Car Carrier Truck Driver Dies When Crushed By Ramp of Car Carrier
Wisconsin Case Report 05WI049
On July 26, 2005, a 59-year-old truck driver (the victim) was fatally crushed while loading used cars onto the auto transport truck carrier. The victim was working alone when he unknowingly activated the hydraulic controls to the ramp for one of the carriers causing it to move forward and downward (Figure 1). The movement caught the victim and pinned and crushed the victim into the hood and windshield of a car positioned on the ramp. Two employees from another auto transport company who were picking up vehicles found the victim pinned under the car carrier ramp. The employees of the other auto transport company contacted the auto auction security personnel who called 911 Emergency Medical Services (EMS) at 4:34 p.m. EMS arrived at the scene at 4:39 p.m. The medical helicopter was contacted at 4:38 p.m. At 4:42 p.m., EMS stated there was no way to attempt resuscitation, so at 4:46 p.m. the request for the helicopter was cancelled. The medical examiner arrived on the scene and the victim was pronounced dead at 5:30 p.m. The FACE investigator concluded that to help prevent similar occurrences, employers should:
- ensure that employers utilize retaining pins to prevent unintentional movement or collapses of the ramps when employees are loading cars on the trailers
- ensure that drivers are properly trained in the operation of car carrier trailers
- ensure that drivers follow the trailer manufacturer’s recommendation involving car loading.
Figure 1. Auto transport Truck carrier.
On July 26, 2005, a 59-year-old truck driver (the victim) was fatally crushed while loading used cars onto the auto transport truck carrier. The FACE investigator learned about the incident from the death certificate. The FACE investigator reviewed official reports and sent a letter to the company requesting an interview and followed up with a telephone call to the company. They declined an interview. The content of this report is based on the information from evidence presented in the official reports.
The company was a small over-the-road car carrier company that had been hauling cars since 1974. The company purchased the truck and car carrier as one unit. The car carrier was a black Boydstun car carrier manufactured in 2005. The truck involved in the incident was fairly new, a 2005 vehicle with 83,000 miles on it. The company employed five employees, three were truck drivers. The company owned three trucks. The victim was the trainer of new drivers and a driver for the car carrier firm for the past six years. The victim went to the used car auto auction to pick up cars. The victim received initial training on the car carrier, but the company had no formal written procedures in place that governed loading and unloading the car/truck carrier.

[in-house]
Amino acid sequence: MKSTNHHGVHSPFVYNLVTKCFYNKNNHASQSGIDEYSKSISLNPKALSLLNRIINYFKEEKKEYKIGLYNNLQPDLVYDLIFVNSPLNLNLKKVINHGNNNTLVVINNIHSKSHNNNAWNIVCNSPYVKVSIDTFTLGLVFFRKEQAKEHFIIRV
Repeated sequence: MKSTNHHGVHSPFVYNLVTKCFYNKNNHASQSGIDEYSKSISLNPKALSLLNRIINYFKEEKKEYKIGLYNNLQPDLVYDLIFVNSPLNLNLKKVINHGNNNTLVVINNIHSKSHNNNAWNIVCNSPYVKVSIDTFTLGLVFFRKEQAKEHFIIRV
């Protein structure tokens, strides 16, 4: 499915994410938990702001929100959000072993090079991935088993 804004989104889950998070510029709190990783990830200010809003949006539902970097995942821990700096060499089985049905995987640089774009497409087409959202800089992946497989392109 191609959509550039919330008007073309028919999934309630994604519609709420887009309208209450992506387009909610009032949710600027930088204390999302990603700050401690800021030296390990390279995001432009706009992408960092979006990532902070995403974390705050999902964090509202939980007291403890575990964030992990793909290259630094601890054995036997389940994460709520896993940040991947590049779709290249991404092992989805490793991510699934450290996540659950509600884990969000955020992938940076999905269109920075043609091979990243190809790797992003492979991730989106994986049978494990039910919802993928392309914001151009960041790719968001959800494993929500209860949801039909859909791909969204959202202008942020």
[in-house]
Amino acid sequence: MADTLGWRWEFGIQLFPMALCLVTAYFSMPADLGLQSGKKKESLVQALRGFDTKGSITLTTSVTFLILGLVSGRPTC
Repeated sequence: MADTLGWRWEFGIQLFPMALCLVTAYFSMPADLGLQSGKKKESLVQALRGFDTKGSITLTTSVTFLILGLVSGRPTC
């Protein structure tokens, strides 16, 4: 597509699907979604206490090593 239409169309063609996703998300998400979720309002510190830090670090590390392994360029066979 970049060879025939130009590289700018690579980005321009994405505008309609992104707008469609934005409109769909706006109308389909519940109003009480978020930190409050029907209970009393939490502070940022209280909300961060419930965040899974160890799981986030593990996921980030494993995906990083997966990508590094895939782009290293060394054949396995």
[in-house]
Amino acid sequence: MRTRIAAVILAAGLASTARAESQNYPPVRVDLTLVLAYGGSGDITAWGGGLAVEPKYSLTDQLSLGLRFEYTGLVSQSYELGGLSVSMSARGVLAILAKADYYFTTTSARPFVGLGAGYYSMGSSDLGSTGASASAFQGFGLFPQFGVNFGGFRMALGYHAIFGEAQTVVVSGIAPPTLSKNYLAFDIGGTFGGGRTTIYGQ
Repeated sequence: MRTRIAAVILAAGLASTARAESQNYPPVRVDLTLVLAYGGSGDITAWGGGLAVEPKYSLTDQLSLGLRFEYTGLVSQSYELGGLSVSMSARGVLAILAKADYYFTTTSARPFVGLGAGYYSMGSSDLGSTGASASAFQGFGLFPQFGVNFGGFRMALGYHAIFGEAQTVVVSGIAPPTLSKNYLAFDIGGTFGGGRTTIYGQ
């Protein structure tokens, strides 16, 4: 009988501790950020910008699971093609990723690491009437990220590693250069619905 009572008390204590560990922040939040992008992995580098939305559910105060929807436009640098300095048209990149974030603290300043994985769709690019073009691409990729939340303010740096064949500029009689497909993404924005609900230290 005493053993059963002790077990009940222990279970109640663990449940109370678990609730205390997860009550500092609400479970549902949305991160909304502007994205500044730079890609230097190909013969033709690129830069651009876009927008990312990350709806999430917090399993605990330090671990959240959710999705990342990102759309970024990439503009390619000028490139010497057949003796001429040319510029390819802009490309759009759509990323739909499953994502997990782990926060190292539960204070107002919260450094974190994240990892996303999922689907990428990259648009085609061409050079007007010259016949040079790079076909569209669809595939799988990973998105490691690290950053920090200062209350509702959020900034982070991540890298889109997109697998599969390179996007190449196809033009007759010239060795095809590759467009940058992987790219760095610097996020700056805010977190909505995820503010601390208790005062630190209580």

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The victim was driving a 2005 Freightliner Classic Series Truck with a 2005 Boydstun car hauler model 9178S. This particular car hauler had a capacity for hauling 10 vehicles. Platform ramps onto which the vehicles were loaded were operated by hydraulic cylinders which were activated from a bank of sectional hydraulic control valves. The lever for each ramp controls movement backward and forward. The control levers are located along the side of the hauler and are attached to the frame of the car carrier. The hydraulic control levers were easily accessible and only protected by steel plate that covered the top of the levers. The car hauler had warning decals attached, “Warning Pinch Points.” When the victim was found, his knee was still pushing two of the hydraulic levers (Figure 2).
Figure 2. Hydraulic Control Levers used to operate the platform ramp.
At the time of the incident, the victim was checking the tie down chains from the front of one of the ramps. During this activity, the victim came into contact with the hydraulic levers for two of the ramps. This caused the upper ramp to move down, pinching and crushing the victim between the bottom of the ramp and the car located on the bottom belly ramp.